Meet the Startmate class of 2013 – part two

Above: Ben Sze, Duncan Anderson and Jeremy Cox from Tutor on Demand

 

Yesterday, we profiled three of the restless young start-ups that are aiming to become the next Aussie tech superstars, with a little help from the Startmate accelerator program.

 

There was the SME tech help service, the communication tool for parents and child minders and the security crowdsourcers.

 

Below, we speak to three more of the Startmate class of 2013, which have been lavished with $50,000, intensive mentoring and a trip to the US.

 

 

Tutor on Demand

 

Website: https://tutorondemand.com.au/

 

Founders: Ben Sze, Duncan Anderson and Jeremy Cox

 

What if you were a student wanting to top up your studies with some learning via your smartphone? And what if you were a teacher after a little extra cash and the chance to help a wider pool of students?

 

These two elements are drawn together for Tutor Demand, which features video content of 18 different teachers discussing 15 different topics, to help high school students.

 

Where did this idea spring from?

 

Anderson: Ben, Jeremy and I all worked together at Goldman Sachs and then did our own thing. We kept in touch and Ben was tutoring a bit. He had an idea to set up Skype, so we have tutors one side of a city and students the other side of the city.

 

He spoke to me about an idea in South Korea called MegaStudy, which is an on-demand resource with multiple teachers. It has a market cap of $1 billion.

 

We thought the business model could work here in a similar way.

 

Why hasn’t this happened until now? It seems like quite a simple idea.

 

Sze: Internet speeds weren’t so good until about 10 years ago. But, also, schools are slow moving beasts.

 

We are focused on finding great teachers and empowering them to teach more than the 50 students they normally teach.

 

Another barrier to entry is the time teachers would have to take to build and then sit and upload content – there’s a lot of time commitment there and not a lot of time.

 

How does it work?

 

Sze: We record teachers doing video lectures over a week period and show it in bite-sized pieces, five or six videos.

 

The focus is high school at the moment. There’s a really good opportunity as no one rewards good teachers – you get the same regardless of whether you are a good or bad teacher, unlike, say, a lawyer.

 

We have a recording studio, so the teachers come to us, do a Powerpoint presentation and walk away. There’s no need for them to have equipment, so there’s no hassle for them.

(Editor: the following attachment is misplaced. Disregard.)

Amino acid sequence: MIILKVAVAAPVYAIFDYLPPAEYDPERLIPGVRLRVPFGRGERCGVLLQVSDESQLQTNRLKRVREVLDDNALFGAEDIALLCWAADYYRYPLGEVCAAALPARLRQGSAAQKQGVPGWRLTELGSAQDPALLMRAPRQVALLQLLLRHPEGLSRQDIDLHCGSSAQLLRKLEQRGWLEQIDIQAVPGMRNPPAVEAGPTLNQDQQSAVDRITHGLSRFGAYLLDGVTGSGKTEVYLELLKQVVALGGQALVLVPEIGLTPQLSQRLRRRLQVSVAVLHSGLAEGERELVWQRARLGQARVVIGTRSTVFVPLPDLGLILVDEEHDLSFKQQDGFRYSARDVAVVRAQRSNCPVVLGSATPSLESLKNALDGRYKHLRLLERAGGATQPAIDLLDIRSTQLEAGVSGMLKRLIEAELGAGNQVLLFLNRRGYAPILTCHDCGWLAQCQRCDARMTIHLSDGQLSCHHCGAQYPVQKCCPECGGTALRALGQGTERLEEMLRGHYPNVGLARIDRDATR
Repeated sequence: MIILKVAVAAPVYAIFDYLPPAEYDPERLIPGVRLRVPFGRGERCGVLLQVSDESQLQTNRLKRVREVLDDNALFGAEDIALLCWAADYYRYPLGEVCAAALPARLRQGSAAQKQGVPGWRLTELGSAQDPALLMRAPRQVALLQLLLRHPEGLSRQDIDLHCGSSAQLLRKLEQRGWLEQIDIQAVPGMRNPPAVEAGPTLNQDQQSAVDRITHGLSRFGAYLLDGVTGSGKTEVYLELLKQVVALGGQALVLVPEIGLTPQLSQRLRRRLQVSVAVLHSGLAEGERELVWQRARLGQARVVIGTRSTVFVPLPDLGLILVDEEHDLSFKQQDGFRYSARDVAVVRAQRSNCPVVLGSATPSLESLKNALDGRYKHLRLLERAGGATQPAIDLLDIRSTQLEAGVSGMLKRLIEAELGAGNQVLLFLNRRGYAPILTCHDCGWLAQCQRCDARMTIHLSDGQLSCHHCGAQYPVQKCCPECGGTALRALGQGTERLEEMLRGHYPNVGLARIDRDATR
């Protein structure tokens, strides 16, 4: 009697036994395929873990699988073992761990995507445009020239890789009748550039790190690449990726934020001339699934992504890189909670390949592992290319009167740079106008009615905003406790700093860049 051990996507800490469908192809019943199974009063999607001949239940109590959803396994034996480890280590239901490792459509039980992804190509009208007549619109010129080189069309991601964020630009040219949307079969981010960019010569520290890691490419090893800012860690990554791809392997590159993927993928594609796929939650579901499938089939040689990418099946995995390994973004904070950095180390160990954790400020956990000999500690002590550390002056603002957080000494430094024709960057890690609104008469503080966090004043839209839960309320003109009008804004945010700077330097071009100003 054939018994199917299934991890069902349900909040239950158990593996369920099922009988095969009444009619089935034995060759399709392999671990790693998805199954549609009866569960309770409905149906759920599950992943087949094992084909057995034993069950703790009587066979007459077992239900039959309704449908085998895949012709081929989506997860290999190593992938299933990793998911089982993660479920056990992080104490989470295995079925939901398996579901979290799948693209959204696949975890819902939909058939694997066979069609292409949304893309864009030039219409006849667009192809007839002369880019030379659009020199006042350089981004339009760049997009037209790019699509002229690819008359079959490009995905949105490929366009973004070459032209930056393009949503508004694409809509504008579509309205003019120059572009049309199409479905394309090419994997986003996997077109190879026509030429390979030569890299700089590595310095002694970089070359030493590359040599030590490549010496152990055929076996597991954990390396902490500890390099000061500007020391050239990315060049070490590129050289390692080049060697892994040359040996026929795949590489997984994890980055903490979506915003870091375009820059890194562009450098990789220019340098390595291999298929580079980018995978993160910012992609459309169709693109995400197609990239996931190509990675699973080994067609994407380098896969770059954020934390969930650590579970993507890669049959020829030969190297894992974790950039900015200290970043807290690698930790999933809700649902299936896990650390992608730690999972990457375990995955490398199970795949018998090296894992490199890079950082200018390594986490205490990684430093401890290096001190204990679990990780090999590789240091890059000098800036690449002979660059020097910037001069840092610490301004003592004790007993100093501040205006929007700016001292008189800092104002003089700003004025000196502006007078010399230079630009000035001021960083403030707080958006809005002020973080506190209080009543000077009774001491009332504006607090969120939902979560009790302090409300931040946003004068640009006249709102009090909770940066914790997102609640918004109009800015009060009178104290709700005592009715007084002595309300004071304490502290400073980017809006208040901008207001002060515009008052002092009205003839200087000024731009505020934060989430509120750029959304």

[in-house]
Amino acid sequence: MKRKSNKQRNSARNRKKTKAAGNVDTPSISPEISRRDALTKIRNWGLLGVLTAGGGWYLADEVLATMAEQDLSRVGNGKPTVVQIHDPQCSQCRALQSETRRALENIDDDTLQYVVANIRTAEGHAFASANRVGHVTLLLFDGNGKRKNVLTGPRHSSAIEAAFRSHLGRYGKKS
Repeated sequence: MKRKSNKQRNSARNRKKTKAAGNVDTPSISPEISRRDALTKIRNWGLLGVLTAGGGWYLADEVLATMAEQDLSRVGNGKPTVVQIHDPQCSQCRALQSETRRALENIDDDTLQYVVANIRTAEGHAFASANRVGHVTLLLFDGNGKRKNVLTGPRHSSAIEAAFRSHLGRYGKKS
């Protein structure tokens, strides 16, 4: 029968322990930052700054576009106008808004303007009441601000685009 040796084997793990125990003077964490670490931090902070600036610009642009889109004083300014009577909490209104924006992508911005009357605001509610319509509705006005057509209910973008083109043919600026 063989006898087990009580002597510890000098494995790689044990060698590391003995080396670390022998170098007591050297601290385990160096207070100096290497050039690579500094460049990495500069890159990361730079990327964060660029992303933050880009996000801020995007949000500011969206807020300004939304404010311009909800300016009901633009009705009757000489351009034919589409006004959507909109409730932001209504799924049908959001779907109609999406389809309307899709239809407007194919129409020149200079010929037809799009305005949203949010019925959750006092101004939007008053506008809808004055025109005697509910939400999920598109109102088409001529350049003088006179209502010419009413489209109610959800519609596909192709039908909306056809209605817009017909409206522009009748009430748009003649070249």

Students get access online through a referral or their school purchases access on their behalf. They might use it for just Year 12 physics or five other subjects, for example. Four weeks before exams, we expect to see lots of students watching all the videos and doing a crash course.

 

Who are you selling this to, exactly?

 

Anderson: Initially, we saw this as additional to the schools – there’s a big market for top-up lectures and here you get great teachers at great price points.

 

But we had teachers come to us and say they want to purchase for a class and a few libraries asked the same. So two schools purchased from us.

 

We are currently looking at all channels – directly to students and parents and some to schools.

 

What’s the business model?

 

Anderson: We sell subscriptions to get access to a subject for an entire year, over two parts. So you get, say, chemistry for $25 for one part. That gives you unlimited access. We’ve found that students usually buy more than once.

 

Schools can then buy access for all subjects, for a price per student. We are still trying to figure that out.

 

Sze: One school we piloted with had nearly 50% of students using the videos getting an A or A+ in their final exams. Only 25% get an A or A+ usually. We were quite pleased with that.

 

So far, we’ve reached 2,700 students across 350 different schools.

 

For schools, it adds another level of teaching. Students get access to a great teacher whenever they need it. They have an iPhone app they can use wherever they go and consolidate what they’ve learned.

 

None of you has a tech background, which is strange for a tech start-up.

 

Anderson: Yes, it is a bit unusual. But we did get it designed and get it all done, so I’d view us as project managers that have an understanding of tech, but didn’t build the core project.

 

We had people help us out with recording, generally multimedia students. The back-end was initially built by friends of Ben, while the design came from a few different places.

 

What would your advice be to anyone applying to Startmate?

 

Anderson: If you’ve built a lot of start-ups in the past, you’ll probably have an easy time. But if you haven’t, get traction first.

 

It helped us that we had customers, product and revenue. It wasn’t just talk. If you apply, don’t just have a great idea. Go out there and build something.

 

You all had comfortable jobs. Why do this?

 

Anderson: Building your own thing is much more interesting and engaging than working for other people.

 

Tutor on Demand can have strong, positive effects on society. Good education allows people to make better decisions.

 

We feel we can empower great teachers and build something that is riskier but the reward is completely different. As Steve Jobs says, do something you love that doesn’t feel like work. You end up really caring about what you’re doing.

 

Story continues on page 2. Please click below.

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